ocn-20210331_g1.jpg        
We continue to operate through a secure remote workforce model for approximately 98% of our global workforce and continue to adhere to COVID-19 health and safety-related requirements and best practices across all of our locations. We monitor the impact of the pandemic on our workforce and established business contingency plans in regions where the pandemic may surge or re-surge, such as in India and in the Philippines. At March 31, 2021, we had approximately 4,900 employees, of which approximately 3,000 were located in India and approximately 400 were based in the Philippines. Due to the rising incidence of COVID-19 illness in these areas, we could face a reduction in employee availability which could impact our operations generally and loan servicing operations especially. While we have contingency and continuity plans in place, we cannot guarantee that our operations will not be negatively impacted. To date, our operations have not been significantly affected, but we have incurred additional operating expenses to adjust to the COVID-19 environment, including additional compensation, technology equipment and legal consulting fees among others.
Uncertainties related to the duration and severity of the pandemic and related economic downturn remain and make it difficult for us to determine the continued ongoing impact the pandemic may have on us and our business, financial condition, liquidity or results of operations.
Results of Operations and Financial Condition
The following discussion and analysis of our results of operations and financial condition should be read in conjunction with our unaudited consolidated financial statements and the related notes thereto appearing elsewhere in this Quarterly Report on Form 10-Q and with our audited consolidated financial statements and notes thereto and management’s discussion and analysis of financial condition and results of operations appearing in our Annual Report on Form 10-K for the fiscal year ended December 31, 2020.



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Results of Operations SummaryThree Months Ended% ChangeThree Months Ended March 31, 2020% Change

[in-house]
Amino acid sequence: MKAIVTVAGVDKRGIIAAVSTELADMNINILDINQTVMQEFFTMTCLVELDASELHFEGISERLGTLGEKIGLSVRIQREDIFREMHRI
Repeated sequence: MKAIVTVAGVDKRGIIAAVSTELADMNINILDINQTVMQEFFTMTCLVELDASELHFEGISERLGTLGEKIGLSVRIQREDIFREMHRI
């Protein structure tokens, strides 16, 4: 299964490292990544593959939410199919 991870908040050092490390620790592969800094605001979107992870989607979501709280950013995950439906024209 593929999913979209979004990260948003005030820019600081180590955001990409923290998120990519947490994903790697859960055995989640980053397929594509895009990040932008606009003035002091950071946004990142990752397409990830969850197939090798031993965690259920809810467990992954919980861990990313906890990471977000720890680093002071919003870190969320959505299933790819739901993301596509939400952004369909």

March 31,December 31,
20212020
Revenue
Servicing and subservicing fees$171.7$168.9%$211.5(19)%
Reverse mortgage revenue, net21.89.7126 22.8(4)%
Gain on loans held for sale, net5.744.5(87)13.3(57)
Other revenue, net8.38.06.233 
Total revenue207.6231.0(10)253.8(18)
MSR valuation adjustments, net21.2(20.6)(203)(174.1)(112)
Operating expenses
Compensation and benefits68.369.9(2)60.712 
Servicing and origination27.516.764 20.336 
Professional services17.329.1(40)25.6(32)
Technology and communications13.112.415.2(13)
Occupancy and equipment8.99.8(10)12.0(26)
Other expenses4.66.2(27)3.433 
Total operating expenses139.6144.2(3)137.2
Other income (expense)   
Interest income3.93.222 5.4(27)
Interest expense(28.5)(25.8)10 (30.0)(5)
Pledged MSR liability expense, net(37.9)(46.7)(19)(6.6)474 
Loss on extinguishment of debt(15.5)n/mn/m
Other, net0.32.1(86)1.3(78)
Total other expense, net(77.5)(67.1)16 (29.9)160 
Income (loss) before income taxes11.6(0.8)n/m(87.3)(113)
Income tax (benefit) expense3.16.4(52)(61.9)(105)
Net income (loss)$8.5$(7.2)(218)$(25.5)(134)
Segment income (loss) before income taxes
Servicing$13.5$(1.5)(999)%$(54.4)(125)%
Originations36.533.011 (1.8)n/m
Corporate Items and Other(38.4)(32.3)19 (31.1)23 
$11.6$(0.8)n/m$(87.3)(113)%
n/m: not meaningful
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Total Revenue
The below table presents total revenue by segment and at the consolidated level:
RevenueThree Months Ended% ChangeThree Months Ended March 31, 2020% Change
March 31,December 31,
20212020
Servicing$175.4$165.6%$229.5(24)%
Originations66.354.522 21.7206 %
Corporate1.31.3(4)2.6(51)
Total segment revenue243.0221.510 253.8(4)
Inter-segment elimination (1)(35.4)9.5(471)n/m
Total revenue$207.6231.0(10)$253.8(18)
(1)The fair value change of inter-segment economic hedge derivatives reported within Total revenue (gain on loans held for sale) is eliminated at the consolidated level with an offset in MSR valuation adjustments, net.
Total segment revenue was $243.0 million for the first quarter of 2021, $21.5 million or 10% higher than the fourth quarter of 2020, driven by a $9.8 million revenue increase from Servicing and a $11.8 million revenue increase from Originations. The Servicing revenue increase is mostly due to the net growth of our owned MSR portfolio, including the large MSR bulk acquisitions in December 2020. The increase in Originations revenue is mostly due to higher gains on sale from our Recapture channel with increased production volumes.